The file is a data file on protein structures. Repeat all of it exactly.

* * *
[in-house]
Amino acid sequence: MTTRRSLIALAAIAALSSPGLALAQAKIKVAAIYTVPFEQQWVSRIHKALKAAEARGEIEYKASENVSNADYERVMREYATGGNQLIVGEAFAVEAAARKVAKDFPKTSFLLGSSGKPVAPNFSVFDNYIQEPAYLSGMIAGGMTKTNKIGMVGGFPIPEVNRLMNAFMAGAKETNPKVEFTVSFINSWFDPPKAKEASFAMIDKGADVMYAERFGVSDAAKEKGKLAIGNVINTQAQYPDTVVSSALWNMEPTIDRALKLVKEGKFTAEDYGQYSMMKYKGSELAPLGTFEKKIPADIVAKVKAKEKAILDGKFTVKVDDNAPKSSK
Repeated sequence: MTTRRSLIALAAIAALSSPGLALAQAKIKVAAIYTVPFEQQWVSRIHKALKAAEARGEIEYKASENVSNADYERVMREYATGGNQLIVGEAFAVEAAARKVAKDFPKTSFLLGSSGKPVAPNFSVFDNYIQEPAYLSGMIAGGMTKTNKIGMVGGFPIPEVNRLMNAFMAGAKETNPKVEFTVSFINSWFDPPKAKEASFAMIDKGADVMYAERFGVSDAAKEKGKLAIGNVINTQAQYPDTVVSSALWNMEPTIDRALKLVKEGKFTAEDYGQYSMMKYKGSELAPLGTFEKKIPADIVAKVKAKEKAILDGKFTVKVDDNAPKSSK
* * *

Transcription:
[in-house]
Amino acid sequence: MTTRRSLIALAAIAALSSPGLALAQAKIKVAAIYTVPFEQQWVSRIHKALKAAEARGEIEYKASENVSNADYERVMREYATGGNQLIVGEAFAVEAAARKVAKDFPKTSFLLGSSGKPVAPNFSVFDNYIQEPAYLSGMIAGGMTKTNKIGMVGGFPIPEVNRLMNAFMAGAKETNPKVEFTVSFINSWFDPPKAKEASFAMIDKGADVMYAERFGVSDAAKEKGKLAIGNVINTQAQYPDTVVSSALWNMEPTIDRALKLVKEGKFTAEDYGQYSMMKYKGSELAPLGTFEKKIPADIVAKVKAKEKAILDGKFTVKVDDNAPKSSK
Repeated sequence: MTTRRSLIALAAIAALSSPGLALAQAKIKVAAIYTVPFEQQWVSRIHKALKAAEARGEIEYKASENVSNADYERVMREYATGGNQLIVGEAFAVEAAARKVAKDFPKTSFLLGSSGKPVAPNFSVFDNYIQEPAYLSGMIAGGMTKTNKIGMVGGFPIPEVNRLMNAFMAGAKETNPKVEFTVSFINSWFDPPKAKEASFAMIDKGADVMYAERFGVSDAAKEKGKLAIGNVINTQAQYPDTVVSSALWNMEPTIDRALKLVKEGKFTAEDYGQYSMMKYKGSELAPLGTFEKKIPADIVAKVKAKEKAILDGKFTVKVDDNAPKSSK